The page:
Kenney to inspire Ames with Lego architecture


Photo courtesy of Sean Kenney

Sean Kenney works on his Lego artwork. His work will be on display at Reiman Gardens in April.

Morgan Fleener

Lego building has become a standout childhood memory that can be forgotten as people get older. However, on April 14 and 15, families, students and visitors of the Ames community will be brought together by professional Lego artist Sean Kenney.

Going through 250,000 to 400,000 Lego pieces each year, Kenney has been creating contemporary and personalized sculptures out of Lego bricks for more than 30 years. 

Kenney will bring his talents to conduct Lego masterpieces and help install the exhibition of the 2012 Lego sculpture display at the Reiman Gardens.

Based from an institution in New York, Kenney looks forward to his visit to Iowa as he continues his lifetime dream of helping people work with Legos.

“One day I was sitting in my office in a cold-looking, quiet, boring, 40-story glass skyscraper on Park Avenue in New York, daydreaming about what beautiful architecture and bright Lego colors I would build with Lego bricks when I got home,” Kenney said. “It was about then that I realized that was exactly what I needed to do: Follow my dreams.  So I stood up, took off my tie and walked straight out, just like that, in the middle of the day.  And I never looked back.”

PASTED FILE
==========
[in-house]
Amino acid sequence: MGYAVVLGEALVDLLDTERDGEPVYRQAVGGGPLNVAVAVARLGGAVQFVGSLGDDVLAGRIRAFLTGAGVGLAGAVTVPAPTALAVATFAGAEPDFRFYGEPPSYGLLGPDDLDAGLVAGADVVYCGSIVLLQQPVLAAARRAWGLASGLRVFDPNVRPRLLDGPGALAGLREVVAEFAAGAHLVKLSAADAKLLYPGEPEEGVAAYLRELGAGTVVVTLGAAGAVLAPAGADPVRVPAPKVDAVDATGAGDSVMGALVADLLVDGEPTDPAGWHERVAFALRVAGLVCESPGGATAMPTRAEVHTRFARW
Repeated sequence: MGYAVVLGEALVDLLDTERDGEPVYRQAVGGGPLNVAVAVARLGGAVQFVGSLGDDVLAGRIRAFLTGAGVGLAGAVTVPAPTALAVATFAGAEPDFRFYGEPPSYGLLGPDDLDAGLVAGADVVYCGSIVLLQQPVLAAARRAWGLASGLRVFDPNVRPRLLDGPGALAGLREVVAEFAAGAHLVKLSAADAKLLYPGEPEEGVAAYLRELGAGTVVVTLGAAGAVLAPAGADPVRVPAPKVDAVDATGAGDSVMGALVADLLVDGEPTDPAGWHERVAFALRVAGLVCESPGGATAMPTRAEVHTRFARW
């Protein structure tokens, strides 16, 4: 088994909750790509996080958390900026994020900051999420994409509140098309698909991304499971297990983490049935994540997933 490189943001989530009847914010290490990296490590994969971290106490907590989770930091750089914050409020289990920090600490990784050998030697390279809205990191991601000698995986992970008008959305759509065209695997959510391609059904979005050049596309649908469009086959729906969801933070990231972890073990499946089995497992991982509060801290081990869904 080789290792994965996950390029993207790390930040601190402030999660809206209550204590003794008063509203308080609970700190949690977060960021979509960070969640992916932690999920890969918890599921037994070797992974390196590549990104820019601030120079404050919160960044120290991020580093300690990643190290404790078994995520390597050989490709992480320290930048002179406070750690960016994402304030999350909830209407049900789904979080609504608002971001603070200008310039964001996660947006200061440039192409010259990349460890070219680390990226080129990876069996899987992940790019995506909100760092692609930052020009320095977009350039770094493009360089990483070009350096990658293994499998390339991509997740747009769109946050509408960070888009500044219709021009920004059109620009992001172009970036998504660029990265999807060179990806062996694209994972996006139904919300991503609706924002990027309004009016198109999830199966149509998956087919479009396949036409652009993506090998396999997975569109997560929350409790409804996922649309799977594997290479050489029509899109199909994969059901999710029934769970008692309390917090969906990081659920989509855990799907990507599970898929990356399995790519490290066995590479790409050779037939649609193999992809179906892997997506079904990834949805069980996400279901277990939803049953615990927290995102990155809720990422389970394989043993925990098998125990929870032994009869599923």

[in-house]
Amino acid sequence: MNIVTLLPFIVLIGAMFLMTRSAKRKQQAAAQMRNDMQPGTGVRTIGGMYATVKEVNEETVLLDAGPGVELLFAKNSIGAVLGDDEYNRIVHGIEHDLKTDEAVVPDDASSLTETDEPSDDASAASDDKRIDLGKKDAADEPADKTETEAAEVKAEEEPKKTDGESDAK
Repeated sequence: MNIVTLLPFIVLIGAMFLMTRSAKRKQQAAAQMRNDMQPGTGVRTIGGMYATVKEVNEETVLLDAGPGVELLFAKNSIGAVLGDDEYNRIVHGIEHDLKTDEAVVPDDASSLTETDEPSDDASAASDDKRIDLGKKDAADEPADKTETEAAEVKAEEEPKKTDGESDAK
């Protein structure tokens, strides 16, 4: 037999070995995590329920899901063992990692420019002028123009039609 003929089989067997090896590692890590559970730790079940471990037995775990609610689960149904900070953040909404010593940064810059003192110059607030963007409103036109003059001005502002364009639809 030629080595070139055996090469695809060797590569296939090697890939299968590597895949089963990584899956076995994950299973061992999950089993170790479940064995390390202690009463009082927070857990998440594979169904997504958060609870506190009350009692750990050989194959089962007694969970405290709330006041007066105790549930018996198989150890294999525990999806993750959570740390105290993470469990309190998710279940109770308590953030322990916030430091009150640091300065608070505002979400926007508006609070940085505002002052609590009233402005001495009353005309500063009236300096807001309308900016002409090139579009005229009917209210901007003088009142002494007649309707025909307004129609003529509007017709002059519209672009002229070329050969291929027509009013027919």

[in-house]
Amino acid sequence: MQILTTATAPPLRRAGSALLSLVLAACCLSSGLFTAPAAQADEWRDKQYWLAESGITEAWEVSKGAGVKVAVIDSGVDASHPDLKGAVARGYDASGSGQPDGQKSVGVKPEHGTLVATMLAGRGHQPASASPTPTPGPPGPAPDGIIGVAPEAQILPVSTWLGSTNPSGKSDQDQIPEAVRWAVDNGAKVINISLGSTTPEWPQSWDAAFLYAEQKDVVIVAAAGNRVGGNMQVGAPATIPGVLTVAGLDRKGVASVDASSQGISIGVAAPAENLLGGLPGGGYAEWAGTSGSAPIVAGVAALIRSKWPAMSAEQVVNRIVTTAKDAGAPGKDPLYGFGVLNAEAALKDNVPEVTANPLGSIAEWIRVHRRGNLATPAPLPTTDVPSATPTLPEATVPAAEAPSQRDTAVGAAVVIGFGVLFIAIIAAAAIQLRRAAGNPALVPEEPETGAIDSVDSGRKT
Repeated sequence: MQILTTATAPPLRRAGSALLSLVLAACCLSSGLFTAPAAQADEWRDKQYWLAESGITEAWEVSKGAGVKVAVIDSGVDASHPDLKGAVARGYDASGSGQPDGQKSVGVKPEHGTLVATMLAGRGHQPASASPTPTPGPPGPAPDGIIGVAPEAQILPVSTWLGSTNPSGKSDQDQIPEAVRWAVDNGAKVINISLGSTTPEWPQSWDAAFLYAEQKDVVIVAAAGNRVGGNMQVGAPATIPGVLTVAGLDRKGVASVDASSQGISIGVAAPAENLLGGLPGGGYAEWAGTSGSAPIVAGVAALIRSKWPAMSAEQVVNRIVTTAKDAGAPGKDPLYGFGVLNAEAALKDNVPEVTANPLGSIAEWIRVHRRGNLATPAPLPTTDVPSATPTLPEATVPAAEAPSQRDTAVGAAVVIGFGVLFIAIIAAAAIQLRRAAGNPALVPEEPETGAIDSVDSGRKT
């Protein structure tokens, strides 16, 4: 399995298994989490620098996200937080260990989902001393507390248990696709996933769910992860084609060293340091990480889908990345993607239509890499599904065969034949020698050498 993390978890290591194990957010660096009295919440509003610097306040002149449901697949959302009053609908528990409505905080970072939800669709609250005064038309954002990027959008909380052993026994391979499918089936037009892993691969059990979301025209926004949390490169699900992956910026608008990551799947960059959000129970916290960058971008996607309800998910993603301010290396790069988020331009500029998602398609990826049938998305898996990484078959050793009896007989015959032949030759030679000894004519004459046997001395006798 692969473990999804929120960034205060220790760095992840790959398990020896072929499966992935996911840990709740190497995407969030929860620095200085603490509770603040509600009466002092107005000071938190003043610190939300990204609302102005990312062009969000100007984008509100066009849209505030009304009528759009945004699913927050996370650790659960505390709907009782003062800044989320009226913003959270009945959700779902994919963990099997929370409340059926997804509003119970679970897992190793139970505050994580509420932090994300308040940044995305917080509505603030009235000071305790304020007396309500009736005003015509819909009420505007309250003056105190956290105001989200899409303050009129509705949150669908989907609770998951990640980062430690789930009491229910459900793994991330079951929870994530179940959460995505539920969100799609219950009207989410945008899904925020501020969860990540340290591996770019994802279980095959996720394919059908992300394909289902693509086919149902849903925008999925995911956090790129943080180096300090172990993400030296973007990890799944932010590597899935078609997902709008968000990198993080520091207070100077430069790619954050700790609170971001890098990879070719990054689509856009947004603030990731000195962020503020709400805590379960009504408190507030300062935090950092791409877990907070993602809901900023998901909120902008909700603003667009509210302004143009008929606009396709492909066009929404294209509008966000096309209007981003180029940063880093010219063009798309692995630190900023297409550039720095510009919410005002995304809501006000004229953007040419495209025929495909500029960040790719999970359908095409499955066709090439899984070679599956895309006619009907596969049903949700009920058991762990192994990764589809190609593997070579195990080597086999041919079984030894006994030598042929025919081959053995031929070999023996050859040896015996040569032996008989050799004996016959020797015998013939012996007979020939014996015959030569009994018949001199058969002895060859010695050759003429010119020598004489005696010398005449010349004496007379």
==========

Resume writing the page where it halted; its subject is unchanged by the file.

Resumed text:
Through Kenney’s work, students will engage learning in a creative and hands-on environment to help them interconnect pieces of a Lego kit and unique art creations.

Maria Witte, communications and graphic design specialist at Reiman Gardens, believes Kenney’s constructive way to teach students with Lego bricks will offer new ideas and outlooks to families, students and staff during his visit.

“Nobody ever really grows out of Legos,” Witte said. “Each display at the show will teach people how we are interconnected and how they can learn from the simple childhood toy.”

Kenney feels blessed that he is fortunate enough to be creating work he believes has impacted thousands in a positive way.

“Traditional sculptures in clay, bronze, and stone are very serious looking, but a sculpture made with Lego bricks is fun, bright and something everyone can relate to,” Kenney said. “When you look at a Lego sculpture, you understand how it was put together and maybe can imagine doing it yourself.”

Witte feels there will be a great turnout in regards to attendance for the show.

“[Reiman Gardens has] had a ton of feedback via email, social media and in person about how excited they are to attend the show,” Witte said. “I believe it will be a great turnout.”

Students can access progress reports on the sculptures by visiting the Reiman Gardens Facebook page to view sneak previews and updates on the upcoming display.

For more information about Sean Kenney or his sculptures, visit his website at